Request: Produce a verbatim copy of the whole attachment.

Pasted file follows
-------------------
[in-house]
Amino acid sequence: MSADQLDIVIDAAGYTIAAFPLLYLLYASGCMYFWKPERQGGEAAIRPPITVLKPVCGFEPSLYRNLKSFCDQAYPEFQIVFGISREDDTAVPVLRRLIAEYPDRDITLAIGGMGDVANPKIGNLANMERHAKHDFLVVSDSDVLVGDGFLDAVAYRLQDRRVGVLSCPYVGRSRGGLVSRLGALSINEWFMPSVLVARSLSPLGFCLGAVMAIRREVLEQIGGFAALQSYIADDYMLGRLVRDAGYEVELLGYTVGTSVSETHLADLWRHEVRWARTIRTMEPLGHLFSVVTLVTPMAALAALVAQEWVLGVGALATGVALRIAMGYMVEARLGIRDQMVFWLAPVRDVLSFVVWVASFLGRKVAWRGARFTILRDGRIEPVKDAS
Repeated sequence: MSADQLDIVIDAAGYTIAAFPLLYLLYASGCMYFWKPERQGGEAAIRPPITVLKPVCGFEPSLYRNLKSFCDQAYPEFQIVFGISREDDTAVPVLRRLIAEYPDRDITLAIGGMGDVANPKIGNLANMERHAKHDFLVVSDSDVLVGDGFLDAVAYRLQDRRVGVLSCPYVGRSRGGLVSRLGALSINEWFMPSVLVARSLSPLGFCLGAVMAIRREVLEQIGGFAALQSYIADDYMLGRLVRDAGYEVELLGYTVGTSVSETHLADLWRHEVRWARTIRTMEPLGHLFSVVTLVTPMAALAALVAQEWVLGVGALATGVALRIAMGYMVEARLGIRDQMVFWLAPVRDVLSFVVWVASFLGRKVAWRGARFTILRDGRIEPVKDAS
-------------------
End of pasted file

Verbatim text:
[in-house]
Amino acid sequence: MSADQLDIVIDAAGYTIAAFPLLYLLYASGCMYFWKPERQGGEAAIRPPITVLKPVCGFEPSLYRNLKSFCDQAYPEFQIVFGISREDDTAVPVLRRLIAEYPDRDITLAIGGMGDVANPKIGNLANMERHAKHDFLVVSDSDVLVGDGFLDAVAYRLQDRRVGVLSCPYVGRSRGGLVSRLGALSINEWFMPSVLVARSLSPLGFCLGAVMAIRREVLEQIGGFAALQSYIADDYMLGRLVRDAGYEVELLGYTVGTSVSETHLADLWRHEVRWARTIRTMEPLGHLFSVVTLVTPMAALAALVAQEWVLGVGALATGVALRIAMGYMVEARLGIRDQMVFWLAPVRDVLSFVVWVASFLGRKVAWRGARFTILRDGRIEPVKDAS
Repeated sequence: MSADQLDIVIDAAGYTIAAFPLLYLLYASGCMYFWKPERQGGEAAIRPPITVLKPVCGFEPSLYRNLKSFCDQAYPEFQIVFGISREDDTAVPVLRRLIAEYPDRDITLAIGGMGDVANPKIGNLANMERHAKHDFLVVSDSDVLVGDGFLDAVAYRLQDRRVGVLSCPYVGRSRGGLVSRLGALSINEWFMPSVLVARSLSPLGFCLGAVMAIRREVLEQIGGFAALQSYIADDYMLGRLVRDAGYEVELLGYTVGTSVSETHLADLWRHEVRWARTIRTMEPLGHLFSVVTLVTPMAALAALVAQEWVLGVGALATGVALRIAMGYMVEARLGIRDQMVFWLAPVRDVLSFVVWVASFLGRKVAWRGARFTILRDGRIEPVKDAS